30. Haider, N.B.; Jacobson, S.G.; Cideciyan, A.V.; Swiderski, R.; Streb, L.M.; Searby, C.; Beck, G.; Hockey, R.; Hanna, D.B.; Gorman, S.; et al. Mutation of a nuclear receptor gene, NR2E3, causes enhanced S cone syndrome, a disorder of retinal cell fate. Nat. Genet. 2000, 24, 127–131. [Google Scholar] [CrossRef]
  31. de Carvalho, E.R.; Robson, A.G.; Arno, G.; Boon, C.J.; Webster, A.A.; Michaelides, M. Enhanced S-Cone Syndrome: Spectrum of Clinical, Imaging, Electrophysiologic, and Genetic Findings in a Retrospective Case Series of 56 Patients. Ophthalmol. Retina 2021, 5, 195–214. [Google Scholar] [CrossRef] [PubMed]
  32. Marmor, M.F.; Jacobson, S.G.; Foerster, M.H.; Kellner, U.; Weleber, R.G. Diagnostic Clinical Findings of a New Syndrome with Night Blindness, Maculopathy, and Enhanced S Cone Sensitivity. Am. J. Ophthalmol. 1990, 110, 124–134. [Google Scholar] [CrossRef] [PubMed]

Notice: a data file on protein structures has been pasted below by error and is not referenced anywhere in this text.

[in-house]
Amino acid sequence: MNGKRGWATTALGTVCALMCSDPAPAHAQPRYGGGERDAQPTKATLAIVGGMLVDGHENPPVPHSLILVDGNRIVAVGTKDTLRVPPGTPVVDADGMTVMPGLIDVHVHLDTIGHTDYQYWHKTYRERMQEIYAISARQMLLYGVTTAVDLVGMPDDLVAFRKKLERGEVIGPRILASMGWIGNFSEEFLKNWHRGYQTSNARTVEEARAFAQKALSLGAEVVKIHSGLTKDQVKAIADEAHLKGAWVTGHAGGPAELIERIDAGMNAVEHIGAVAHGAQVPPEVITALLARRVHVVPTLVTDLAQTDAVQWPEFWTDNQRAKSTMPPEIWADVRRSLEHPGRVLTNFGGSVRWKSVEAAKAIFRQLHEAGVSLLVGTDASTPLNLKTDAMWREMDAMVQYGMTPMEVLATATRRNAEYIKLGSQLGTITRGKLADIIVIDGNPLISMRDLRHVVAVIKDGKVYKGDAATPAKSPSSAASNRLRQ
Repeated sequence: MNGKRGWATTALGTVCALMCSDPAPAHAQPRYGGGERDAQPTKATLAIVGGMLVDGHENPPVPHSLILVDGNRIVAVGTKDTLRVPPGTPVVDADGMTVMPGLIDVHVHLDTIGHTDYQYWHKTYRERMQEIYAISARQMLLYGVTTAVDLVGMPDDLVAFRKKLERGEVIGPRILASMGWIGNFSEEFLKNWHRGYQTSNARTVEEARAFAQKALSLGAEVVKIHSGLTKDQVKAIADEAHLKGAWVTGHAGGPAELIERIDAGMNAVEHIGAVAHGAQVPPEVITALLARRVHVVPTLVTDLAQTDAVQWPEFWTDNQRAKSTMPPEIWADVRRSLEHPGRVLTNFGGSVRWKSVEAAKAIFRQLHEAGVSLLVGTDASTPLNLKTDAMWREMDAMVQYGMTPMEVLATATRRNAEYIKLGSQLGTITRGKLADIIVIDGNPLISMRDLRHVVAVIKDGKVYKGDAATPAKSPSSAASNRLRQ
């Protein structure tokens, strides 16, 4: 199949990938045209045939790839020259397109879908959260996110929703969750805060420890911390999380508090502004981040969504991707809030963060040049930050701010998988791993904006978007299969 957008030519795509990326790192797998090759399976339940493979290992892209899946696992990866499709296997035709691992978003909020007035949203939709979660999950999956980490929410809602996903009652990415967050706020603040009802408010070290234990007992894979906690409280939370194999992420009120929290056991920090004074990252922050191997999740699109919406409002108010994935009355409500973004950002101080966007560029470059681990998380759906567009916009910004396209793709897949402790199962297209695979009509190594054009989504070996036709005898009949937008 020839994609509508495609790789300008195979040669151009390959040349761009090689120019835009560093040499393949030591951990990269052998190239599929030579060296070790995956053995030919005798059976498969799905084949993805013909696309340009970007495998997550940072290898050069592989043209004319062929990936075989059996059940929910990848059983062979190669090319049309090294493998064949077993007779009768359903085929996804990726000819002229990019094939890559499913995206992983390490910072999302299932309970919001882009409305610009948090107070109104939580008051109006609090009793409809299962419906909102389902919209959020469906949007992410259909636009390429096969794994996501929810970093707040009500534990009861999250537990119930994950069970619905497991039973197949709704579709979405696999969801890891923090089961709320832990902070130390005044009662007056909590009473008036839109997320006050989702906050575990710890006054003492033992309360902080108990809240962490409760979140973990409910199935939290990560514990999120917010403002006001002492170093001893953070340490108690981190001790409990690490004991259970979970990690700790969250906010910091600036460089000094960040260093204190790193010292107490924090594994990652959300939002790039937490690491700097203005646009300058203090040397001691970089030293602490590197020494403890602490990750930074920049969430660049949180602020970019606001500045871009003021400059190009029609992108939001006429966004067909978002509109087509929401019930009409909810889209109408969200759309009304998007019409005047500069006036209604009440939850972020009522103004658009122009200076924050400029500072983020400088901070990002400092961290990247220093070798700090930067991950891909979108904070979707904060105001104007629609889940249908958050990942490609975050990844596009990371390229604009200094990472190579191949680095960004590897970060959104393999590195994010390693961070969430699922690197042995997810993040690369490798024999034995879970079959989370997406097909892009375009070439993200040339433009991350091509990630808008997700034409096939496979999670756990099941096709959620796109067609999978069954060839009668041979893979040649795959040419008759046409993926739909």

33. Sharon, D.; Sandberg, M.A.; Caruso, R.C.; Berson, E.L.; Dryja, T.P. Shared mutations in NR2E3 in enhanced S-cone syndrome, Goldmann-Favre syndrome, and many cases of clumped pigmentary retinal degeneration. Arch. Ophthalmol. 2003, 121, 1316–1323. [Google Scholar] [CrossRef] [PubMed] [Green Version]
  34. Jacobson, S.G.; Román, A.J.; Román, M.I.; Gass, J.D.M.; Parker, J.A. Relatively Enhanced S Cone Function in the Goldmann-Favre Syndrome. Am. J. Ophthalmol. 1991, 111, 446–453. [Google Scholar] [CrossRef]